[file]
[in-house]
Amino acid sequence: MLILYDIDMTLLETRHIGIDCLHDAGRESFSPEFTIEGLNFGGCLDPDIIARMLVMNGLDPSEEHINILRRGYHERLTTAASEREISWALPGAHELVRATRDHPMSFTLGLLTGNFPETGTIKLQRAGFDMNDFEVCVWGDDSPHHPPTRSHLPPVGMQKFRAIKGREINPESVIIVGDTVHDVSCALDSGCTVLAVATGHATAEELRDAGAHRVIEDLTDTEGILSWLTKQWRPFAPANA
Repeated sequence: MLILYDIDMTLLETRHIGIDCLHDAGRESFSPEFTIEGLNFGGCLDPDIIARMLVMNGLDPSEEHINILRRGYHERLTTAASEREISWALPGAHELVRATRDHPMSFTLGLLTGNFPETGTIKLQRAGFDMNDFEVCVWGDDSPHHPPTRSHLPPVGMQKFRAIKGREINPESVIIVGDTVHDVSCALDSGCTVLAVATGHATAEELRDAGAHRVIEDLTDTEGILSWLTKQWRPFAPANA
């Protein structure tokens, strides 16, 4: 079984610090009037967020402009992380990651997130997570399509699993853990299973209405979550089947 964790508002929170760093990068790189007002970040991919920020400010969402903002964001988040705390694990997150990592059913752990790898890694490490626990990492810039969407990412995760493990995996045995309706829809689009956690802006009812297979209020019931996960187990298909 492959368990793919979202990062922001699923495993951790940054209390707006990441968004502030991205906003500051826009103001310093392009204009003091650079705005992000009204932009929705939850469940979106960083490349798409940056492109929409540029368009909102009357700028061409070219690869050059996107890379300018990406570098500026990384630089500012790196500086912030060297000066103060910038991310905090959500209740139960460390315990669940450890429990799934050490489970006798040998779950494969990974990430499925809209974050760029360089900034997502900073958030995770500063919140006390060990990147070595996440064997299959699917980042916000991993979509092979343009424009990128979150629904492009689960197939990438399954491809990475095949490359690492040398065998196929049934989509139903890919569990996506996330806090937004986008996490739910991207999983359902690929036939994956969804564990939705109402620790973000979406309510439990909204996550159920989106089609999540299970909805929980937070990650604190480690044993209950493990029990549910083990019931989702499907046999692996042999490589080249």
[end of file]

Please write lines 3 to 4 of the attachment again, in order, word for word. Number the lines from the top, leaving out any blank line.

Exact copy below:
Repeated sequence: MLILYDIDMTLLETRHIGIDCLHDAGRESFSPEFTIEGLNFGGCLDPDIIARMLVMNGLDPSEEHINILRRGYHERLTTAASEREISWALPGAHELVRATRDHPMSFTLGLLTGNFPETGTIKLQRAGFDMNDFEVCVWGDDSPHHPPTRSHLPPVGMQKFRAIKGREINPESVIIVGDTVHDVSCALDSGCTVLAVATGHATAEELRDAGAHRVIEDLTDTEGILSWLTKQWRPFAPANA
């Protein structure tokens, strides 16, 4: 079984610090009037967020402009992380990651997130997570399509699993853990299973209405979550089947 964790508002929170760093990068790189007002970040991919920020400010969402903002964001988040705390694990997150990592059913752990790898890694490490626990990492810039969407990412995760493990995996045995309706829809689009956690802006009812297979209020019931996960187990298909 492959368990793919979202990062922001699923495993951790940054209390707006990441968004502030991205906003500051826009103001310093392009204009003091650079705005992000009204932009929705939850469940979106960083490349798409940056492109929409540029368009909102009357700028061409070219690869050059996107890379300018990406570098500026990384630089500012790196500086912030060297000066103060910038991310905090959500209740139960460390315990669940450890429990799934050490489970006798040998779950494969990974990430499925809209974050760029360089900034997502900073958030995770500063919140006390060990990147070595996440064997299959699917980042916000991993979509092979343009424009990128979150629904492009689960197939990438399954491809990475095949490359690492040398065998196929049934989509139903890919569990996506996330806090937004986008996490739910991207999983359902690929036939994956969804564990939705109402620790973000979406309510439990909204996550159920989106089609999540299970909805929980937070990650604190480690044993209950493990029990549910083990019931989702499907046999692996042999490589080249």